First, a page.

Also, I get frowned on a lot because I've financed my motorhome. To those I say I've been to nearly every state in an RV and seen so many things, the money I've spent has been well worth it. If I died today, it was quite a ride. I didn't want to wait until I was retired and could pay cash for something, then maybe not be able to enjoy it.
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Old 03-06-2013, 08:46 AM   #7
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First you must be fortunate enough to have the opportunities. Second you must have the fortitude to take advantage of those opportunities. Third, once those are accomplished, what do you do with it.
During our working careers we put our money into various retirement plans and paying off our house. Others may choose a different route and i dont think one is necessarily better than the other. It is just what you are comfortable with.
Now retired and traveling the U.S. we are financially secure and having a great time. Our biggest worry is where to go next and when do we go back home.
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Old 03-06-2013, 08:51 AM   #8
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Hi and welcome to the forum.

You've made a good observation. I'm 30 years past my 30's so I can't explain how younger families can afford a quarter million dollar DP. They are certainly a big cash sink... especially if they're not being used a lot.

I've always felt that the best reason to buy a DP (instead of gas) is because you WANT one... but that assumes you can also AFFORD one.

Many here will throw stones at those who finance as though they presume to know what's best for everyone but my guess is that the young families you see with DPs cover the spectrum from those who are quite wealthy to those who've made a big financial mistake and just don't know it yet.

At any rate, these folks are making memories with their families and doing it in style.

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Old 03-06-2013, 09:52 AM   #9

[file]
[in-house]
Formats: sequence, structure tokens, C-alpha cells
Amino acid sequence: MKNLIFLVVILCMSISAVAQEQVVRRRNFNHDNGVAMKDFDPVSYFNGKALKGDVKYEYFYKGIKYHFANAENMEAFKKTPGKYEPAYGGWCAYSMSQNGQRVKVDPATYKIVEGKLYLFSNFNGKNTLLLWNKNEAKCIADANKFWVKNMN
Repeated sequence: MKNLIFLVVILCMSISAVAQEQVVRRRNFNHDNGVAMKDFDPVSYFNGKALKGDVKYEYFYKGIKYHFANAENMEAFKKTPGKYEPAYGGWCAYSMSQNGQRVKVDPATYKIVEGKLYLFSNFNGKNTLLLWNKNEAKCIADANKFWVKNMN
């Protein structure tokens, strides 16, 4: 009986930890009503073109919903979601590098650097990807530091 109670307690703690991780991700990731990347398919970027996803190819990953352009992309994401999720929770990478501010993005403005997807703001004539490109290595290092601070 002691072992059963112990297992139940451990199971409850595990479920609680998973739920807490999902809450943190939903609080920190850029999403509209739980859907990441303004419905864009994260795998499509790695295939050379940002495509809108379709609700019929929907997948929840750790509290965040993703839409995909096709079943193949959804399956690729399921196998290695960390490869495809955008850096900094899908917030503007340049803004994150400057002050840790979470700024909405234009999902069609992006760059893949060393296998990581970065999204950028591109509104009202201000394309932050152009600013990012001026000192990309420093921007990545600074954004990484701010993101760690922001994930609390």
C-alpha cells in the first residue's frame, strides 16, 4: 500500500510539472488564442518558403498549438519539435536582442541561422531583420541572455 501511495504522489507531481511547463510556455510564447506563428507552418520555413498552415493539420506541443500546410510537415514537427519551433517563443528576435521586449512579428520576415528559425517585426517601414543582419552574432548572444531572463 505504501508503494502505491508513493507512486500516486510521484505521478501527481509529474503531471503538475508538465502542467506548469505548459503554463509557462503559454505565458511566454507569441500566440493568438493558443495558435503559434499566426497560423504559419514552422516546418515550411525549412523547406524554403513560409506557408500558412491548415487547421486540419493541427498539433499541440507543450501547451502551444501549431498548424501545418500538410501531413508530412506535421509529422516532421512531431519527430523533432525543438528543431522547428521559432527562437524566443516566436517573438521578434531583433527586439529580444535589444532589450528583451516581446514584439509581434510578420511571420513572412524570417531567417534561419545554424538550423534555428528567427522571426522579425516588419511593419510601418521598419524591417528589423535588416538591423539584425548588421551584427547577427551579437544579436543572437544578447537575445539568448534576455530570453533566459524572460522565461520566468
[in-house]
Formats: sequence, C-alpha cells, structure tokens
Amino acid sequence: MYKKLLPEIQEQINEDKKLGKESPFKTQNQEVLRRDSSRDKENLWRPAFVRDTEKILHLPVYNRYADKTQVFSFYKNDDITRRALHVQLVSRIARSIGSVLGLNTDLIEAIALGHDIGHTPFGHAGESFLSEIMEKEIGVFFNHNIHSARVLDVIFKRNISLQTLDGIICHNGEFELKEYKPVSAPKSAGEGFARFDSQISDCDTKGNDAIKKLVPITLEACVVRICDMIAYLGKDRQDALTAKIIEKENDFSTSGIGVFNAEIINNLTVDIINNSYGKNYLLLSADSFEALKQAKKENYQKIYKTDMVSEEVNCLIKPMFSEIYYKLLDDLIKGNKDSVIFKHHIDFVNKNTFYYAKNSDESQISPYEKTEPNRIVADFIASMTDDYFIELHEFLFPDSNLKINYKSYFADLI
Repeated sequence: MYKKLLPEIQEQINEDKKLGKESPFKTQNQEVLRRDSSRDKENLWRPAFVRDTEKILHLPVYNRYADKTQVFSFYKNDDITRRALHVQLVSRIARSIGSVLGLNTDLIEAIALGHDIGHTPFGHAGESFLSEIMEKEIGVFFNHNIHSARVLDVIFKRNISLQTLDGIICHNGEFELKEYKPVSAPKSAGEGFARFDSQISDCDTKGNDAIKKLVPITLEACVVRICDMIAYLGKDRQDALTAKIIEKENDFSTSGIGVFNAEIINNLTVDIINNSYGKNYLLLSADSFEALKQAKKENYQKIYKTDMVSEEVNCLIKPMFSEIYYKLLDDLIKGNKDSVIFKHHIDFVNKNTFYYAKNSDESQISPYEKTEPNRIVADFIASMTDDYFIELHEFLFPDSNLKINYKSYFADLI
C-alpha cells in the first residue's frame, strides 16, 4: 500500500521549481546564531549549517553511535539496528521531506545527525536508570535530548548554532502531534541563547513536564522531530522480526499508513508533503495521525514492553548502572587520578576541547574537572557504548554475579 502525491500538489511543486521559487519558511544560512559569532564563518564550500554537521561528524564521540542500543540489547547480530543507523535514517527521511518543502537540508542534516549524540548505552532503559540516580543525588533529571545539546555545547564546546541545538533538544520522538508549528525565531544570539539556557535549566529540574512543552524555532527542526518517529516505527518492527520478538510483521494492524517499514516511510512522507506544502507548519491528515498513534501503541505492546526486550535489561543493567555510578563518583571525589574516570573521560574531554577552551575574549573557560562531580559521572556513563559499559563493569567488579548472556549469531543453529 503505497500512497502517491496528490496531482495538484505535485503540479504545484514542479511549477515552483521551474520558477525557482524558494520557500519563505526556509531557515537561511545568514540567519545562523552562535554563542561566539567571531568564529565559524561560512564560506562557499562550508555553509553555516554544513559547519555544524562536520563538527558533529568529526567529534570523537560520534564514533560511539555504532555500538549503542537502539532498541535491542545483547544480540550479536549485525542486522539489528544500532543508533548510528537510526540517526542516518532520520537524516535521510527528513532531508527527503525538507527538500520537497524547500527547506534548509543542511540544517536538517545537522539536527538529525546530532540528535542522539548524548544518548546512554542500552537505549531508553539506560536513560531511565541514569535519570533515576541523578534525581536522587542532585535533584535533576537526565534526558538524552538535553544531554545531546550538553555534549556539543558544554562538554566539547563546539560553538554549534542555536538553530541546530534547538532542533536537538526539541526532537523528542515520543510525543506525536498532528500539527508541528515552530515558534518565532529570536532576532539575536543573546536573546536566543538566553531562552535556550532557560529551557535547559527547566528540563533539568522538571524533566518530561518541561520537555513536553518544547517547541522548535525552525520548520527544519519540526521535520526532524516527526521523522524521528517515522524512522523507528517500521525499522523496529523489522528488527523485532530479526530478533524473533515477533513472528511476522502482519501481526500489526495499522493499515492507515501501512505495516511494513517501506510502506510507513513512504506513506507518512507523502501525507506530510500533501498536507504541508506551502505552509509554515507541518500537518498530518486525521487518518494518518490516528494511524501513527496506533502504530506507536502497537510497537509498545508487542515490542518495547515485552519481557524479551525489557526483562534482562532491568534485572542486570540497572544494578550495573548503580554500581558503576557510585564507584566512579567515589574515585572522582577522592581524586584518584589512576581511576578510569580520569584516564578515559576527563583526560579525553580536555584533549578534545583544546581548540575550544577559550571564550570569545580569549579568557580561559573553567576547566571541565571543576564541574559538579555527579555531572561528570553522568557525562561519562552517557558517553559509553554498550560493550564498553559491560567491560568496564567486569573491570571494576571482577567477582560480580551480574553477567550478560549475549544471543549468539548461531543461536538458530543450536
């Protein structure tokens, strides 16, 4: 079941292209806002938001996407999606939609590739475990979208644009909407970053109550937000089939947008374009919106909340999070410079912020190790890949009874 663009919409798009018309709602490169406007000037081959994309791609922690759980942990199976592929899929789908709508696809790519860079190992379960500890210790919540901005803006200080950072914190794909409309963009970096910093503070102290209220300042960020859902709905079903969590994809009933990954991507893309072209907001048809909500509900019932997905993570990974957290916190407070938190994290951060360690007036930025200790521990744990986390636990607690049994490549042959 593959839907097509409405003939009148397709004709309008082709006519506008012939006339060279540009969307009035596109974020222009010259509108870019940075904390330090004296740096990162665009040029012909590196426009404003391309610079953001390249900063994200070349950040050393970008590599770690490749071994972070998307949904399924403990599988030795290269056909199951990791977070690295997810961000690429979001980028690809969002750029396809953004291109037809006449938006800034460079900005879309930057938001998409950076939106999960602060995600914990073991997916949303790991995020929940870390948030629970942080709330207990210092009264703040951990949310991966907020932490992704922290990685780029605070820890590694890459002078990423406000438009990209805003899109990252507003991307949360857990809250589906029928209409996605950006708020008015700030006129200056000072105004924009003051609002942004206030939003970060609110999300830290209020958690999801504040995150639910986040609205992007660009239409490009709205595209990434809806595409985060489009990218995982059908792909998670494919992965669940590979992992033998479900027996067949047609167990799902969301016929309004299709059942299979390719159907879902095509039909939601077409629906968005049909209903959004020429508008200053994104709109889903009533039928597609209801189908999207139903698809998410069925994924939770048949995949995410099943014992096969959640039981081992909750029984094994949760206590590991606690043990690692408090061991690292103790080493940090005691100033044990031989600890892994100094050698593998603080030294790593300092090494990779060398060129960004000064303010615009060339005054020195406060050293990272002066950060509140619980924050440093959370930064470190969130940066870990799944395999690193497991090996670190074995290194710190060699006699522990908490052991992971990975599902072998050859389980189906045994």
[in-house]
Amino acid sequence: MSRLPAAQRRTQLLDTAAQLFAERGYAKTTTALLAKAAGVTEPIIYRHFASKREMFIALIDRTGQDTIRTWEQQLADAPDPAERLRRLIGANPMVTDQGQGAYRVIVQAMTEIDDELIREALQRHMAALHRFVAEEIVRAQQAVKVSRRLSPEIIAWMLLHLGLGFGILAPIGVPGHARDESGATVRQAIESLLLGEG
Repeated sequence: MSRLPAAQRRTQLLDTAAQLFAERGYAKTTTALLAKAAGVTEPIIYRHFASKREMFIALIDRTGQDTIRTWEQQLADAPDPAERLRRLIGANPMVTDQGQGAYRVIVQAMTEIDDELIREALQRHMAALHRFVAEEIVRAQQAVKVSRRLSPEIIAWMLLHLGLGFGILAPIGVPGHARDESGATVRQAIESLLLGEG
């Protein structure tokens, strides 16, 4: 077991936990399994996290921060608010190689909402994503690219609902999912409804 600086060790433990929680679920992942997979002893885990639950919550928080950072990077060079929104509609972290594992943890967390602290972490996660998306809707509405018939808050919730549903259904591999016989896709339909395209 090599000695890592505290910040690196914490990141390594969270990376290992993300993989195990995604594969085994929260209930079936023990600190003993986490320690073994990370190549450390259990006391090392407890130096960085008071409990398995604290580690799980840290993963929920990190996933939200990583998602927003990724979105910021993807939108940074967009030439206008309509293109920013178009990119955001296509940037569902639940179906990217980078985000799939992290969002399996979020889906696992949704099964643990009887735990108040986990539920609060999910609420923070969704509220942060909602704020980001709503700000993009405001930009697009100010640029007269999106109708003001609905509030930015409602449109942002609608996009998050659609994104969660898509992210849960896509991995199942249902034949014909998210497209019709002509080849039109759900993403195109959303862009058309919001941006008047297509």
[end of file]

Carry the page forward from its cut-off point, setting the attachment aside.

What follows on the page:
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Can't answer for the kids out there. We paid cash on the last one simply because there was no decent income on savings accounts, money markets and low risk investments. Why finance if you are paying a higher rate than savings are making?

Fuel prices are sorta scary at $4. Do you want a quarter million dollar coach setting up and NOT being used? We have cut back on really long trips but cannot see that much difference in personal finances. I try not to think about the total cost per mile when factoring in the cost of coach , upkeep and fuel . But there is not a lot of noticable total dollar difference in $3.80 fuel and $4 fuel on a cross country trip.
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Old 03-06-2013, 10:11 AM   #10
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We are stimulating the economy!
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Old 03-10-2013, 09:54 AM   #11
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My wife and I are 52 and 51 and our kids are 32 and 25 both boys. I set a goal of my income so far so good and to make sure our kids had good credit also no matter if you use it life is much better with it. One son is a computer tech married and doing good the other owns his own custom screen and door company and doing real well. We did finance our Rv but we have a house and cars payed for which the Rv will be payed for when I retire that's our plans. Our first Rv was a 35,000 used suncruiser our second was a 2004 new vacationer and now our 2007 new rev. RVing is a hobby for us not a life style we could quite at anytime if times got tuff.Although the economy is still alittle slow there are a lot of people doing well.
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Old 03-10-2013, 10:03 AM   #12
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Originally Posted by Trekkers View Post
We are stimulating the economy!
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Old 03-10-2013, 10:10 AM   #13
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I think if you are basing assumptions on what you see on the forum, you have to keep in mind that the membership on these things is primarily enthusiasts. Most people are not on camping forums.

In the broader market of RV's, motorhomes of all kinds are a very small percentage of the total. Owners in their 30's are even smaller slice. And the minutest of slices would be those youngsters who bought new. Those are the folks you see on here exercising their enthusiasm for RV's.

The overwhelming majority of the RV market is towables. Particularly campers 25' or less - primarily those of working families. If you could actually collect the data, I bet it would show you that the majority of all RV owners are working families in their 30's & 40's and own smaller towables that are 5-10 years old.
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Old 03-10-2013, 10:27 AM   #14
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Windcrasher that's a good point and for some reason eluded me when I started this post. It looks like what ever rig people by its justified and within budget. I just know that a lot of people get ino the thinking of " what I can afford monthly " rather than their total debt overall and the RV dealerships can do a great job of encouraging this with 25 yr financing on 15,000 trailer. I guess if your diligent you will pay it off way before that but the interest payment on that is worse than a mortgage if you let it go the entire term!